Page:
3. Finally, if he had the more likely A-K, there's a good chance he'd call if I pushed preflop. But if I waited until the flop to move all in, he probably wouldn't call if an ace or king didn't come. Since he stands to flop a pair only about one time in three, this is my safest play against an A-K. The downside is that I'll win only 3,000 from him instead of a potential 8,000, but I eliminate the risk of losing if an ace or king comes on the turn or river.

On the other hand, there were also good reasons to reraise all-in preflop:

1. Although he is probably committed to A-K, there is the chance that he will put me on A-A or K-K and lay it down. It's a situation in which I know he has a premium hand, and he knows that I know, so my range for moving all in has to be pretty narrow. If there was a reasonable chance he would fold, I'd prefer taking that chance rather than gambling on a favorable flop.

2. One merit of the stop-and-go is that he'll probably fold if an ace or king doesn't flop. That cuts down on my risk, but then, I can't win the rest of his stack. If, for example, the flop comes J-8-2, from an expected value standpoint, I don't want him to fold; I want him to be all in. Theoretically, I'd be risking 5,000 from my stack plus the 6,500 in the pot to win his remaining 5,000. I'd be laying 2.3-to-1 when I'm favored post-flop by more than 3-to-1. Even if I lose, I still have a decent stack, so survival is not the main issue. Instead, the idea is to gamble my chips in favorable spots, and if he has A-K, this would be a good one.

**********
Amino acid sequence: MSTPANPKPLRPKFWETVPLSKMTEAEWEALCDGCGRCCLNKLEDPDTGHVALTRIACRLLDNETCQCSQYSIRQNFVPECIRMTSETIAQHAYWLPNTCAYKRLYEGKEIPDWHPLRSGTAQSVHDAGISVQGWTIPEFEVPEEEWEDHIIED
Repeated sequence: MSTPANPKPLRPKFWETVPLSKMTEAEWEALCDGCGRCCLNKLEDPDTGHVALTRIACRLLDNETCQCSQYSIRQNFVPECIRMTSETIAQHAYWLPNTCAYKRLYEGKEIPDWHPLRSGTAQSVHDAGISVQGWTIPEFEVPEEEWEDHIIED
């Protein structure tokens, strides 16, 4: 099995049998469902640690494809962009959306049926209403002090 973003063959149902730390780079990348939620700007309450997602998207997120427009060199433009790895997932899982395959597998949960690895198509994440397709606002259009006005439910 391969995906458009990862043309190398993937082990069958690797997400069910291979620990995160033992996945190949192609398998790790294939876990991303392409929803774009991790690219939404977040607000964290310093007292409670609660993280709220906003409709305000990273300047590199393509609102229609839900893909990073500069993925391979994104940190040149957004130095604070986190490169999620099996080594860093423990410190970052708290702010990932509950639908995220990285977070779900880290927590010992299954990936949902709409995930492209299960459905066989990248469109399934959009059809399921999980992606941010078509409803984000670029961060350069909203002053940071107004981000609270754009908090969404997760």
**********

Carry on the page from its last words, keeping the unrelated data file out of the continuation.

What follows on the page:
3. If he has A-K, I'm also willing to gamble because I can become the overwhelming chip leader. I usually find myself trying to gather chips slowly in tournaments. Rarely do I have such an opportunity to become the monster stack, and here was a chance to have more than 20,000 when the average stack was less than 6,000.

In case you're wondering, most of these reasons did cross my mind during the actual hand. I took about two minutes after his reraise to decide on my best play. And in the end, reason No. 3 in the preceding paragraph swayed me the most. I moved in preflop. He rocked back in his chair, clearly looking uncomfortable, which of course made me feel much better. But then he shrugged and said, "OK, I call," and turned up his A-K.

The flop came (you guessed it) J-8-2. The turn card was a 10, but then the river was a dreaded ace. He doubled up, while I was left with a slightly above-average stack. I had more than enough to make a comeback, but there was something fatalistic about that hand. For two hours, I never won another confrontation, and I busted out short of the money. Meanwhile, Darrell made the final table.

I talked to him afterward, and he told me that he probably would have laid down on the flop if I had made the stop-and-go play. Oh well, I guess it didn't work to "just go," but I'm trying not to let the result sway me. I think I made the right play for the right reasons, and if the same exact situation came up again, I want to believe that I'd do it again. But next time, maybe I'll catch a harmless deuce on the river.

Matt Lessinger is the author of The Book of Bluffs: How to Bluff and Win at Poker, available everywhere. You can find other articles of his at www.CardPlayer.com.